George Soros Quotes

George Soros Quotes

 

At times of recession, running a budget deficit is highly desirable. Once the economy begins to recover, you have to balance the budget. But it will also need additional revenues. Should the government not receive them, we will all get punished with higher interest rates.

 

In 2012, the far-right Golden Dawn won 21 seats in Greece’s parliamentary election, the right-wing Jobbik gained ground in my native Hungary, and the National Front’s Marine Le Pen received strong backing in France’s presidential election. Growing support for similar forces across Europe points to an inescapable conclusion: the continent’s prolonged financial crisis is creating a crisis of values that is now threatening the European Union itself.

 

President Bush is endangering our safety, hurting our vital interests, and undermining American values.

 

I wish I could write a book that will be read for as long as our civilization lasts… I would value it much more highly than any business success if I could contribute to an understanding of the world in which we live or, better yet, if I could help to preserve the economic and political system that has allowed me to flourish as a participant.

 

I think that my foundation uses the money better than the government does. In any event, I do pay taxes.

 

I used to be opposed to the idea of social entrepreneurship. I said let business be business, and philanthropy be philanthropy. Keep the two separate, don’t mix it up, and this is what I did, and I did that rather successfully, but I now recognize that actually you do need to mix it up and I think there is room for social entrepreneurship.

 

When I had made more money than I needed for myself and my family, I set up a foundation to promote the values and principles of a free and open society.

 

Anticipating attacks, I should like to emphasize that I do not subscribe to the myths propagated by enemies of Israel and I am not blaming Jews for anti-Semitism. Anti-Semitism predates the birth of Israel. Neither Israel’s policies nor the critics of those policies should be held responsible for anti-Semitism. At the same time, I do believe that attitudes toward Israel are influenced by Israel’s policies, and attitudes toward the Jewish community are influenced by the pro-Israel lobby’s success in suppressing divergent views.

 

Germans tend to forget now that the euro was largely a Franco-German creation. No country has benefited more from the euro than Germany, both politically and economically. Therefore what has happened as a result of the introduction of the euro is largely Germany’s its responsibility.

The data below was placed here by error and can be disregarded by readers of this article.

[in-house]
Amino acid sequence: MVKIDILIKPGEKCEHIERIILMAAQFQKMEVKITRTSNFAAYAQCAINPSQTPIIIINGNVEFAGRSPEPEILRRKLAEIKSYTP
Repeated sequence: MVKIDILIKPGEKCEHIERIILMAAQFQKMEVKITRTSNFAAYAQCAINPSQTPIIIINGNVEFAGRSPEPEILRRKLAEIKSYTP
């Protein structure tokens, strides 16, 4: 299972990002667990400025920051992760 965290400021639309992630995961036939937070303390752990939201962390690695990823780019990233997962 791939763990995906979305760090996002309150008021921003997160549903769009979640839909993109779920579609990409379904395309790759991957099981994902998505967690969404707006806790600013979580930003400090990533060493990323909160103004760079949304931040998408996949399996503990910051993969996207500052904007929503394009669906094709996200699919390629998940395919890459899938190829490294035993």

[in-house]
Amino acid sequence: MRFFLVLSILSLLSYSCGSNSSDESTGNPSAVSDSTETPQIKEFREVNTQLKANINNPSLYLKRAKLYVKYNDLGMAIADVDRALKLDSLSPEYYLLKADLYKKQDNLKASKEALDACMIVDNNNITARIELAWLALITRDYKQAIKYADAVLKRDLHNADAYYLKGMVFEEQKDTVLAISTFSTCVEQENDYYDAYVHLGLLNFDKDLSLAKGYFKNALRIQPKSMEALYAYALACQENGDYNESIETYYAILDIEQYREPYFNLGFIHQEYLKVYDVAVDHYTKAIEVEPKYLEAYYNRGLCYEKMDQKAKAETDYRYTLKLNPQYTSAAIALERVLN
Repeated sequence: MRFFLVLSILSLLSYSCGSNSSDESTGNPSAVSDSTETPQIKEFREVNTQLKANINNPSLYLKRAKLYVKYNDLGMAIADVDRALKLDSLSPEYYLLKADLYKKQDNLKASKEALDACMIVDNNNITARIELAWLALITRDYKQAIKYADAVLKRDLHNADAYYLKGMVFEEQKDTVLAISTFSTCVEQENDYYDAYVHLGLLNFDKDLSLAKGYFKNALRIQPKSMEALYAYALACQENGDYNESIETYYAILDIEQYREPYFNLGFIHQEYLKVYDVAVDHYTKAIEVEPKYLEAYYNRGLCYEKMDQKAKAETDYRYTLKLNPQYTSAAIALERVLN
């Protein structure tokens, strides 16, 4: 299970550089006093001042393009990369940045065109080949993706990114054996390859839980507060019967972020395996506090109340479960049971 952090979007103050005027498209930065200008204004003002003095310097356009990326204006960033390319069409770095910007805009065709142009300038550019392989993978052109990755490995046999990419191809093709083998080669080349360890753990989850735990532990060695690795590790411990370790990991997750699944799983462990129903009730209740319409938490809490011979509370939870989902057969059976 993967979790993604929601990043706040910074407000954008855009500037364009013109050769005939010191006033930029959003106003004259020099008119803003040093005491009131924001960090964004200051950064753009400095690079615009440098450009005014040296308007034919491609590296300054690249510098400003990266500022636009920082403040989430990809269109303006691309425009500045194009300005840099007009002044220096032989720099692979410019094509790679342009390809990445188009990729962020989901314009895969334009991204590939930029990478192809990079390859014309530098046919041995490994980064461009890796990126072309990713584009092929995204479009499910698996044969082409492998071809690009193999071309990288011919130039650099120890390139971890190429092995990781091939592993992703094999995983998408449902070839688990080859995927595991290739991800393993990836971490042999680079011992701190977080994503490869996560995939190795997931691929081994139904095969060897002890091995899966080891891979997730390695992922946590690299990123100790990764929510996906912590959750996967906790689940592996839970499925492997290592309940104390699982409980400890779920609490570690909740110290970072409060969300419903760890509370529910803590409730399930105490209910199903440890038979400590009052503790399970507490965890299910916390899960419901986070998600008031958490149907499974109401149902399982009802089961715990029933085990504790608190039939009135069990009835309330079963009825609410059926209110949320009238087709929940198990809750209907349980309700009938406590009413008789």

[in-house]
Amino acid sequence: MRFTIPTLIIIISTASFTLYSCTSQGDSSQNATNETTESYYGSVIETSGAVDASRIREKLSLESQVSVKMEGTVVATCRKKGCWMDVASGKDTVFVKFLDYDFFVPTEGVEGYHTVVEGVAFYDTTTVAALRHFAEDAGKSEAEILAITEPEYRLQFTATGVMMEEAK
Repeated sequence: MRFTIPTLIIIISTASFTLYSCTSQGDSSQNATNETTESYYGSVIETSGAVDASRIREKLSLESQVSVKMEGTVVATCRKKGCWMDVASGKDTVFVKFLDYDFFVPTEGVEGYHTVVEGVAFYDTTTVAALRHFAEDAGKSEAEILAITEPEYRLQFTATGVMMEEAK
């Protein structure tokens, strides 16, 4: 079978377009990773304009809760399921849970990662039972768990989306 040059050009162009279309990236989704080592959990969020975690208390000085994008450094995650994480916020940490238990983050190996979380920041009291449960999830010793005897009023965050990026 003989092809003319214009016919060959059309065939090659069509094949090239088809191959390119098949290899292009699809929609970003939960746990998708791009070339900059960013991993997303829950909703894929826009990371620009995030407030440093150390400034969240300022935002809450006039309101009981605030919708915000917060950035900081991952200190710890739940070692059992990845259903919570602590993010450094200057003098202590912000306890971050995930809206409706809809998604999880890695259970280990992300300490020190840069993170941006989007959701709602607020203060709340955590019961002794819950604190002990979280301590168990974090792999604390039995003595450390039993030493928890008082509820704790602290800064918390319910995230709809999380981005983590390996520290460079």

We in the United States are very often – since we are a democracy and we have national interests, we’ve often made the mistake that a democracy has to adopt America’s interests, and that is a contradiction because a democracy basically is people deciding what their interests are.

I’m only rich because I know when I’m wrong …I basically have survived by recognizing my mistakes.

 

I very often used to get backaches due to the fact that I was wrong. Whenever you are wrong you have to fight or [take] flight. When [I] make the decision, the backache goes away.

The secularization of mortgages added a new dimension of systemic risk. Financial engineers claimed they were reducing risks through geographic diversification: in fact they were increasing them by creating an agency problem. The agents were more interested in maximizing fee income than in protecting the interests of bondholders. That is the verity that was ignored by regulators and market participants alike.

 

What works for Germany can’t work for the rest of Europe: No country can run a chronic surplus without others running deficits.

 

Financial markets are supposed to swing like a pendulum: They may fluctuate wildly in response to exogenous shocks, but eventually they are supposed to come to rest at an equilibrium point and that point is supposed to be the same irrespective of the interim fluctuations. Instead, as I told Congress, financial markets behaved more like a wrecking ball, swinging from country to country and knocking over the weaker ones. It is difficult to escape the conclusion that the international financial system itself constituted the main ingredient in the meltdown process.

 

I passionately disagreed with Treasury Secretary Hank Paulson’s plan to bail out the banks by using a public fund called the Troubled Asset Relief Program (TARP) to help banks take toxic assets off their balance sheets. I argued that it would be much better to put the money where the hole was and replenish the equity of the banks themselves.

 

By creating the European Central Bank, the member states exposed their own government bonds to the risk of default. Developed countries that issue bonds in their own currency never default, because they can always print money. Their currency may depreciate, but the risk of default is absent.

 

I give away something up to $500 million a year throughout the world promoting Open Society. My foundations support people in the country who care about an open society. It’s their work that I’m supporting. So it’s not me doing it.